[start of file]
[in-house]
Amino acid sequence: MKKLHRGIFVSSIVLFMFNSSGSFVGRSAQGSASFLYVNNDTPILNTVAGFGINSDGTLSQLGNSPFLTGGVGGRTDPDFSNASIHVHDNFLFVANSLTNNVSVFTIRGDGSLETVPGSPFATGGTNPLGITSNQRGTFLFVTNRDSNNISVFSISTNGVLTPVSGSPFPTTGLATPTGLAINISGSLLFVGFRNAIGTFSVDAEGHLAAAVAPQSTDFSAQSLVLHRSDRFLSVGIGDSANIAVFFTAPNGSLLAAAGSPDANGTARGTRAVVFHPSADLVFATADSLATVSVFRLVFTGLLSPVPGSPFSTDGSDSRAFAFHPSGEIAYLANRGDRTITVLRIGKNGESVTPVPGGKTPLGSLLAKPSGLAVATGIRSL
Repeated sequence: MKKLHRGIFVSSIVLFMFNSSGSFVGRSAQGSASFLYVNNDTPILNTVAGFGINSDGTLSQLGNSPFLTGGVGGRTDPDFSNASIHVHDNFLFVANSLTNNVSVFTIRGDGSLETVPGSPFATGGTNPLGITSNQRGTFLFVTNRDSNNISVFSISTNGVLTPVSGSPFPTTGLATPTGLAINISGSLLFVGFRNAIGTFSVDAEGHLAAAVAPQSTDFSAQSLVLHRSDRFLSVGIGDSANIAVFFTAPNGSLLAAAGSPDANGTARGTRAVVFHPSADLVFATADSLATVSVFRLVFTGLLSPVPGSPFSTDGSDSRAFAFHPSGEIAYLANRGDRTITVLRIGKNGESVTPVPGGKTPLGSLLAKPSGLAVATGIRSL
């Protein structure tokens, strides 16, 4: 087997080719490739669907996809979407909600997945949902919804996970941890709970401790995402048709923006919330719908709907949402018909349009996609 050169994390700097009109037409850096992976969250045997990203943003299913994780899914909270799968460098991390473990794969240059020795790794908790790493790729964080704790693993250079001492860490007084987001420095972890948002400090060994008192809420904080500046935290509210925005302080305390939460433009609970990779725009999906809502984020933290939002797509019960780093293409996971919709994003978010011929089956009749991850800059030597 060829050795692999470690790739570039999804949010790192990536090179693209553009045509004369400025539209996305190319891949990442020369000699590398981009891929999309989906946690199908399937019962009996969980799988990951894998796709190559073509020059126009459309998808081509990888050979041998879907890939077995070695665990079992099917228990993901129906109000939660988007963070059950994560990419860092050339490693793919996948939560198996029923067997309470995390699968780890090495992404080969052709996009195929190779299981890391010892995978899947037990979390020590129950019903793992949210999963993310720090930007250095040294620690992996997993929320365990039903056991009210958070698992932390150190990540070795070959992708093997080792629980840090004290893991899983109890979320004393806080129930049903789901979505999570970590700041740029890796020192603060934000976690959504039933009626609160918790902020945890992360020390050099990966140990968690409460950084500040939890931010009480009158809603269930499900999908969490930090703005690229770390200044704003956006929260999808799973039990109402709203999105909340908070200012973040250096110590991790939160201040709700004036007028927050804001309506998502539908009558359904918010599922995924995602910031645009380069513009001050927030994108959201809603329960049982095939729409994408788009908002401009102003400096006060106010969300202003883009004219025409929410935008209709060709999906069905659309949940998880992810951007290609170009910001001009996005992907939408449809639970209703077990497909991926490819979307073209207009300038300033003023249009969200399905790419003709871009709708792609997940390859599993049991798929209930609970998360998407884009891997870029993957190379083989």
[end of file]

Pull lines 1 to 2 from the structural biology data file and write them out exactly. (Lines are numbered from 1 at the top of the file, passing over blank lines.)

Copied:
[in-house]
Amino acid sequence: MKKLHRGIFVSSIVLFMFNSSGSFVGRSAQGSASFLYVNNDTPILNTVAGFGINSDGTLSQLGNSPFLTGGVGGRTDPDFSNASIHVHDNFLFVANSLTNNVSVFTIRGDGSLETVPGSPFATGGTNPLGITSNQRGTFLFVTNRDSNNISVFSISTNGVLTPVSGSPFPTTGLATPTGLAINISGSLLFVGFRNAIGTFSVDAEGHLAAAVAPQSTDFSAQSLVLHRSDRFLSVGIGDSANIAVFFTAPNGSLLAAAGSPDANGTARGTRAVVFHPSADLVFATADSLATVSVFRLVFTGLLSPVPGSPFSTDGSDSRAFAFHPSGEIAYLANRGDRTITVLRIGKNGESVTPVPGGKTPLGSLLAKPSGLAVATGIRSL